Linked by moondevil on Wed 11th Jan 2012 00:10 UTC
Windows The latest blog entry from Steven Sinofsky about Windows 8 describes the Storage Spaces functionality . From the blog entry it seems Windows 8 is getting something ZFS-like. The Storage Spaces can be created in the command line via Powershell, or in the Control Panel for the ones that prefer a more mouse-friendly interface.
Order by: Score:
Meh...
by looncraz on Wed 11th Jan 2012 02:58 UTC
looncraz
Member since:
2005-07-24

Not terribly unique by any means.

I particularly dislike the fact that 10TB is reported available, even if you only have, say, 1 TB available... I prefer to know the true state of my storage capabilities and utilization as that prevents issues down the road.

That aside, this is just a fancy form of RAID with vendor lock-in and no additional perks to mention.

In the end, this is more like setting up dynamic disks in Windows as it stands now... something I actually prefer over BIOS-driven software RAID (except you can't use it for boot volumes).

Wonder how much money was wasted on this...

--The loon

Reply Score: 1

RE: Meh...
by Alfman on Wed 11th Jan 2012 05:21 UTC in reply to "Meh..."
Alfman Member since:
2011-01-28

looncraz,

"I particularly dislike the fact that 10TB is reported available, even if you only have, say, 1 TB available... I prefer to know the true state of my storage capabilities and utilization as that prevents issues down the road."


Hmm, that's peculiar. It sounds like their "thin provisioning" is really an overcommit feature, where more resources are promised than are available.

My own opinion is that overcommiting is a very bad idea if, when we call the operating system's buff, it cannot be recovered from gracefully (ie applications die for no fault of their own). It will be interesting to learn how these windows 8 FS pools handle overcommits.

In the obvious case of create/read/write calls, they can just return error codes, but it gets much more complicated when memory mapped data manipulation fails (consider the linux memory over-commit solution is the "out-of-memory killer").

Reply Score: 4

RE[2]: Meh...
by static666 on Wed 11th Jan 2012 07:47 UTC in reply to "RE: Meh..."
static666 Member since:
2006-06-09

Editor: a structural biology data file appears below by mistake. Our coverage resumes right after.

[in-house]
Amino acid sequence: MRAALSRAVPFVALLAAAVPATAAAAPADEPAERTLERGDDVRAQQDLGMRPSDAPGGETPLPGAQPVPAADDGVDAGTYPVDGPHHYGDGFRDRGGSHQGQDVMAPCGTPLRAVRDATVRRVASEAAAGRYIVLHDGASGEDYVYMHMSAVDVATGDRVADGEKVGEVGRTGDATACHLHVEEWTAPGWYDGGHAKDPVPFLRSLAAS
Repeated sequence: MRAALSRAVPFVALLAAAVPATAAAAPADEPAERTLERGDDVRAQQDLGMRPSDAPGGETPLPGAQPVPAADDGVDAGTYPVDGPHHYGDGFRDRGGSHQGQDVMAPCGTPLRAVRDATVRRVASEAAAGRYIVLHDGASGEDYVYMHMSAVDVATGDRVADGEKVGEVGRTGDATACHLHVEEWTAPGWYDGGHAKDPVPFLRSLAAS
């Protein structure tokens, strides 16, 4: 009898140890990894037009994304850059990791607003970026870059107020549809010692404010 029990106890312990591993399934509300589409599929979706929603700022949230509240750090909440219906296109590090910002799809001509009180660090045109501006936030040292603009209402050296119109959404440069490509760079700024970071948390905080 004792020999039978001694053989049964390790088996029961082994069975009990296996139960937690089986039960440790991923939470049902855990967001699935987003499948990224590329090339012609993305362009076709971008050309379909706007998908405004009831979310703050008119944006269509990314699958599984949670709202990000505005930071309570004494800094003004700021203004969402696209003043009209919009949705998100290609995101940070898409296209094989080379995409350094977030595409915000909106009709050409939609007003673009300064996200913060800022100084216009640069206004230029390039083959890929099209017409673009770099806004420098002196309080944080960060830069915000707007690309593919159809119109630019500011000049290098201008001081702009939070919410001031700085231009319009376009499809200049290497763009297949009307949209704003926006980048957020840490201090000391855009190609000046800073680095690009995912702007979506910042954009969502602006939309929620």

Hmm, that's peculiar. It sounds like their "thin provisioning" is really an overcommit feature, where more resources are promised than are available.


Well, overcommit is possible but is a pretty niche feature for big old stupid DBs in server environments where you're better announcing a giant data partition and letting it be initialized at once rather than bring it down for maintenance every time to expand it later.

The more important feature of thin provisioning is that pool space is allocated on the fly to the individual volume requesting it.

Basically, on a 1TB drive you're going to have C: D: E: volumes each reporting 1TB available with their free space shared and you wouldn't need to worry about running of space or wasting it on some volumes. But you will still have 1TB in total, of course. And I'm not sure if Windows will be able to reclaim and reallocate unused space.

In the obvious case of create/read/write calls, they can just return error codes, but it gets much more complicated when memory mapped data manipulation fails (consider the linux memory over-commit solution is the "out-of-memory killer").

It certainly won't panic. Ever tried to add a swap file with holes in Linux? It simply won't allow this. You have to allocate every 0 of it to a real storage.

Reply Score: 3

RE[3]: Meh...
by Alfman on Wed 11th Jan 2012 08:38 UTC in reply to "RE[2]: Meh..."
Alfman Member since:
2011-01-28

static666,

"The more important feature of thin provisioning is that pool space is allocated on the fly to the individual volume requesting it."

To be honest I'm not sure what benefits the "thin provisioning" has to offer over logical volumes.